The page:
What We Say and How We Say It Matters

How team members communicate with each other is vital to the success of the team. MIT’s Human Dynamics Laboratory studied the impact of communication patterns on team performance1. In their study, team members were equipped with electronic badges that collected data on their communication behaviors. The sensor data enabled them to analyze body language, tone of voice, who each team member talked to and how frequently. They also tracked such attributes as how much each person talked, gestured, listened and interrupted. The study not only confirmed that communication is critical for successful teams, it also found that communication patterns were an important predictor of a team’s success.

Communication patterns were an important predictor of a team’s success.

The study revealed that in successful teams everyone talks and listens to each other in roughly equal amounts; with roughly the same frequency and energy. No team members are isolated or minimized. This suggests building a great team is not just putting smart and talented people together in a group to accomplish something. To develop successful teams, we should also observe how team members interact and coach the team so their patterns of interaction stimulate and enhance the team’s energy and commitment.This means the leader and the team members must understand and adapt to individual communication needs. For example, how might an introvert and an extrovert communicate in a meeting? What needs to be done to make sure the introvert has an opportunity to speak? Or how might someone who is comfortable “thinking out loud” communicate differently from someone who prefers to digest and ponder before speaking?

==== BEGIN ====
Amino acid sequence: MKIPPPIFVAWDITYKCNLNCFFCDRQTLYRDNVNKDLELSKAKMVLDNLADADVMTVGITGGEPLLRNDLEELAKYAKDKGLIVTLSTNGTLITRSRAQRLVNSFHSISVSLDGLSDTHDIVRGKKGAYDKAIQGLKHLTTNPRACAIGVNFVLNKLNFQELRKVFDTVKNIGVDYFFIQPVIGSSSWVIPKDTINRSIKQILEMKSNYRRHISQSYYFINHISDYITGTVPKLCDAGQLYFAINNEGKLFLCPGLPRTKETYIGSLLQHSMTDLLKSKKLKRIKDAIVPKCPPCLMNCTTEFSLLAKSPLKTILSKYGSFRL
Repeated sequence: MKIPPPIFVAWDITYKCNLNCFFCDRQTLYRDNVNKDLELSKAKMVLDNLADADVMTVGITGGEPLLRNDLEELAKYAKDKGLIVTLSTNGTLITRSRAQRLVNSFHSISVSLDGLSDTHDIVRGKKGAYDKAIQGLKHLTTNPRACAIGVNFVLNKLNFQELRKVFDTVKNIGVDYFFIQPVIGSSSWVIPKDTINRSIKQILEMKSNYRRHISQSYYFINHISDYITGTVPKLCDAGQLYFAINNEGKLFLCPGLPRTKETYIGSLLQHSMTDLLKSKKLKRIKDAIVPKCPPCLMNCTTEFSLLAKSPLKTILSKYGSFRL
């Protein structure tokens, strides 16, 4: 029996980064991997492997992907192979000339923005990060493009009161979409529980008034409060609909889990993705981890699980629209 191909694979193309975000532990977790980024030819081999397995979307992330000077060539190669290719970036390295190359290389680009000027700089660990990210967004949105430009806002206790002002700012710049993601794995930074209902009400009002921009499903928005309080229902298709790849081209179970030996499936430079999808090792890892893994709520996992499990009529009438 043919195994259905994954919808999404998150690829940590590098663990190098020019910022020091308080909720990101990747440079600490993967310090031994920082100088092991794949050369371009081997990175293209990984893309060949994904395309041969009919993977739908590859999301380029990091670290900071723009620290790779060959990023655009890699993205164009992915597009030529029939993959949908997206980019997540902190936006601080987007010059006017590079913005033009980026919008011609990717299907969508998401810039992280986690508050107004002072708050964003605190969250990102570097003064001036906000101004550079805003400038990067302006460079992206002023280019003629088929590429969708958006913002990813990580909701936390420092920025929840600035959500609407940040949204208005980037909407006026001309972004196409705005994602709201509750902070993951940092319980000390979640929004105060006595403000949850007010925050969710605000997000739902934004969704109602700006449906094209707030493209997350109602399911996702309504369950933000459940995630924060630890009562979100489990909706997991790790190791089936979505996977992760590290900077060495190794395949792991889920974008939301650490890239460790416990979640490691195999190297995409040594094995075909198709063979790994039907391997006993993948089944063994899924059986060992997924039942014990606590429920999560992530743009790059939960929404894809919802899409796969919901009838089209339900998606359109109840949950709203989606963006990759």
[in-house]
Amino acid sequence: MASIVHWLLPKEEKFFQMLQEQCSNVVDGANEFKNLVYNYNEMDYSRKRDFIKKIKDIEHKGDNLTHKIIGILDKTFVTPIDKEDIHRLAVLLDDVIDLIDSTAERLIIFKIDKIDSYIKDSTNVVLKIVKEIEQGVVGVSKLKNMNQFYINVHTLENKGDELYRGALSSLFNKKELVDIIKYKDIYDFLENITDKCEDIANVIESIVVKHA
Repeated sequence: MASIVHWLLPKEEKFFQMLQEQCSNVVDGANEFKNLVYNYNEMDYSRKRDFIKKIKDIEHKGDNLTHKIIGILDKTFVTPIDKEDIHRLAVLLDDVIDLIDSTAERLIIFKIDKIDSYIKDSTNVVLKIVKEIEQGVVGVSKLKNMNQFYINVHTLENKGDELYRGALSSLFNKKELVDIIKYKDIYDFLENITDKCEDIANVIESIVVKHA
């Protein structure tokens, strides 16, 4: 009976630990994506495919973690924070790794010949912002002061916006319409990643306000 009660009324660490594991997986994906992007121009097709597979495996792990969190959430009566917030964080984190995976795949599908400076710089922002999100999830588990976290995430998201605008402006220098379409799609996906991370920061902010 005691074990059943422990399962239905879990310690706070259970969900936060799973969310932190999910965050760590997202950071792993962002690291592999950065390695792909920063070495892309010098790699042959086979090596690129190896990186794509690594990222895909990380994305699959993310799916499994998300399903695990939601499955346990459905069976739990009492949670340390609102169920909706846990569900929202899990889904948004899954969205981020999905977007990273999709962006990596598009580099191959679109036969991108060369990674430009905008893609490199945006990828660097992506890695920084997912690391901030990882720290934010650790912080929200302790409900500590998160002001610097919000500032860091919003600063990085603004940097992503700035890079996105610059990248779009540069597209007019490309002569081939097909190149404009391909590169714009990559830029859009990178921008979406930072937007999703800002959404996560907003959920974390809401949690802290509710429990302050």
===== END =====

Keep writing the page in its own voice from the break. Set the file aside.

A Story About Trust and Enriching Team Conversations

I was once on a team where one of the members was a creative and confident person. She had lots of ideas and could also talk very fast – especially when her ideas were flowing. I like to listen, take in the ideas that are offered, and then comment. In this case, her ideas were coming so fast, I couldn’t think, much less speak. The eyes of the other team members told me they were feeling the same. I put my hand on her arm and gently interrupted, “Ronda, your ideas are really great, but I am having a hard time processing all the things you are saying. Please continue thinking, but could we pause a minute to let us catch up with your thoughts?”Ronda stopped and agreed. The other team members and I captured the ideas she had suggested, and we began a more tempered discussion. Ronda added more ideas, but this time at a pace that was workable for everyone.This intervention was possible because as team members we understood each other’s communication styles and could recognize when they were conflicting. Because we trusted each other, the interruption was not taken as a personal affront, but as a desire to openly discuss and consider the valuable ideas Ronda was contributing.